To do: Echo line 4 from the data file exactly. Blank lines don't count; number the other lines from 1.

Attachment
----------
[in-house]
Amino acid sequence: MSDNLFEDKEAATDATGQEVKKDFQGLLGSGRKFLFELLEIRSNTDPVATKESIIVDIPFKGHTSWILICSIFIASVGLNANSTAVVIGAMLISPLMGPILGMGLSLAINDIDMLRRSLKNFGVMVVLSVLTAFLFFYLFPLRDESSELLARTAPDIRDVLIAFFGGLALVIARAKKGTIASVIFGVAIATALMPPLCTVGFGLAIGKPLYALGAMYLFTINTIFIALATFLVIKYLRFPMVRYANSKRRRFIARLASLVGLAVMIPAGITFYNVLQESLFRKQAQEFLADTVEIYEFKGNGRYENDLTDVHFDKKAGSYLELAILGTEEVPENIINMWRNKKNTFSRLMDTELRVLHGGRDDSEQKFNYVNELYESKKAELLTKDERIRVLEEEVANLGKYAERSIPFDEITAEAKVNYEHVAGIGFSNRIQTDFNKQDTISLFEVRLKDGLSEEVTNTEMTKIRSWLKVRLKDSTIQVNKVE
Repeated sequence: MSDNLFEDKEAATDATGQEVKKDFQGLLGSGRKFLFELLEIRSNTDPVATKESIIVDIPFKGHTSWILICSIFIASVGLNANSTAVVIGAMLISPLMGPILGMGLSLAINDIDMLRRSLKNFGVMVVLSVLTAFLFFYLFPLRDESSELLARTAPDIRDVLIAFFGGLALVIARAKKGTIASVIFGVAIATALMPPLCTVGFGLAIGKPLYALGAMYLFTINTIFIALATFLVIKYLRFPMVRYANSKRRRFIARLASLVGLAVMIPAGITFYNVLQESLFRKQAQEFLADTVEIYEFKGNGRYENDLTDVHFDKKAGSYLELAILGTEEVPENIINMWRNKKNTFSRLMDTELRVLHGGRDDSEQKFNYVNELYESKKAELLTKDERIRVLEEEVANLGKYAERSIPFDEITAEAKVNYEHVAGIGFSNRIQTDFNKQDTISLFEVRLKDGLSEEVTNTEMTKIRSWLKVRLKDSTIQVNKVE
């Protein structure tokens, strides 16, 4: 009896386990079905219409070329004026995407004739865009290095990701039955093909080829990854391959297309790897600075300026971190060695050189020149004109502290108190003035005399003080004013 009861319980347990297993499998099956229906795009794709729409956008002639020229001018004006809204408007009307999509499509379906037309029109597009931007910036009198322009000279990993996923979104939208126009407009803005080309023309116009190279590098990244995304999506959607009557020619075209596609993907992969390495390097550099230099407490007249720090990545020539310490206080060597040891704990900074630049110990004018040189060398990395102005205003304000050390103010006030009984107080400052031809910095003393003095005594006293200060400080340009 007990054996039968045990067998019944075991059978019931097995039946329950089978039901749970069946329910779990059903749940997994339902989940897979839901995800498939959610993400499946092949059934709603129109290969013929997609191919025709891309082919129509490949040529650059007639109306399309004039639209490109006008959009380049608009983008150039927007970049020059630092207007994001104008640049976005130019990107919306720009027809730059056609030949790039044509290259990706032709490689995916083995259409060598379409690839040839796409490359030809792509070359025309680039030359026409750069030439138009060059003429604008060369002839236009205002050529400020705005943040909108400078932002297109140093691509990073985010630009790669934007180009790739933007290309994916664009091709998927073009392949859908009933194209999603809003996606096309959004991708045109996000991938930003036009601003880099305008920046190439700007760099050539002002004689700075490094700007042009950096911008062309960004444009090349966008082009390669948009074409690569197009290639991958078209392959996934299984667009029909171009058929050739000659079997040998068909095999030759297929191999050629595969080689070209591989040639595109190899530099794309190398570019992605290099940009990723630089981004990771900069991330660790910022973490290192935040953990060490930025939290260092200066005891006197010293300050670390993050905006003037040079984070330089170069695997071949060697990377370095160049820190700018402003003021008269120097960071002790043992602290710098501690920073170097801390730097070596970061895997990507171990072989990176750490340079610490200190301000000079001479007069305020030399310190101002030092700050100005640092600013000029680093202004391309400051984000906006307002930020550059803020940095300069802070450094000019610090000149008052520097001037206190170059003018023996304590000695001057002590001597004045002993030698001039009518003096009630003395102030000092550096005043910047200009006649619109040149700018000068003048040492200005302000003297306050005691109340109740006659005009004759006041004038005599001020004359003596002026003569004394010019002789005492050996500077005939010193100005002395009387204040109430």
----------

């Protein structure tokens, strides 16, 4: 009896386990079905219409070329004026995407004739865009290095990701039955093909080829990854391959297309790897600075300026971190060695050189020149004109502290108190003035005399003080004013 009861319980347990297993499998099956229906795009794709729409956008002639020229001018004006809204408007009307999509499509379906037309029109597009931007910036009198322009000279990993996923979104939208126009407009803005080309023309116009190279590098990244995304999506959607009557020619075209596609993907992969390495390097550099230099407490007249720090990545020539310490206080060597040891704990900074630049110990004018040189060398990395102005205003304000050390103010006030009984107080400052031809910095003393003095005594006293200060400080340009 007990054996039968045990067998019944075991059978019931097995039946329950089978039901749970069946329910779990059903749940997994339902989940897979839901995800498939959610993400499946092949059934709603129109290969013929997609191919025709891309082919129509490949040529650059007639109306399309004039639209490109006008959009380049608009983008150039927007970049020059630092207007994001104008640049976005130019990107919306720009027809730059056609030949790039044509290259990706032709490689995916083995259409060598379409690839040839796409490359030809792509070359025309680039030359026409750069030439138009060059003429604008060369002839236009205002050529400020705005943040909108400078932002297109140093691509990073985010630009790669934007180009790739933007290309994916664009091709998927073009392949859908009933194209999603809003996606096309959004991708045109996000991938930003036009601003880099305008920046190439700007760099050539002002004689700075490094700007042009950096911008062309960004444009090349966008082009390669948009074409690569197009290639991958078209392959996934299984667009029909171009058929050739000659079997040998068909095999030759297929191999050629595969080689070209591989040639595109190899530099794309190398570019992605290099940009990723630089981004990771900069991330660790910022973490290192935040953990060490930025939290260092200066005891006197010293300050670390993050905006003037040079984070330089170069695997071949060697990377370095160049820190700018402003003021008269120097960071002790043992602290710098501690920073170097801390730097070596970061895997990507171990072989990176750490340079610490200190301000000079001479007069305020030399310190101002030092700050100005640092600013000029680093202004391309400051984000906006307002930020550059803020940095300069802070450094000019610090000149008052520097001037206190170059003018023996304590000695001057002590001597004045002993030698001039009518003096009630003395102030000092550096005043910047200009006649619109040149700018000068003048040492200005302000003297306050005691109340109740006659005009004759006041004038005599001020004359003596002026003569004394010019002789005492050996500077005939010193100005002395009387204040109430």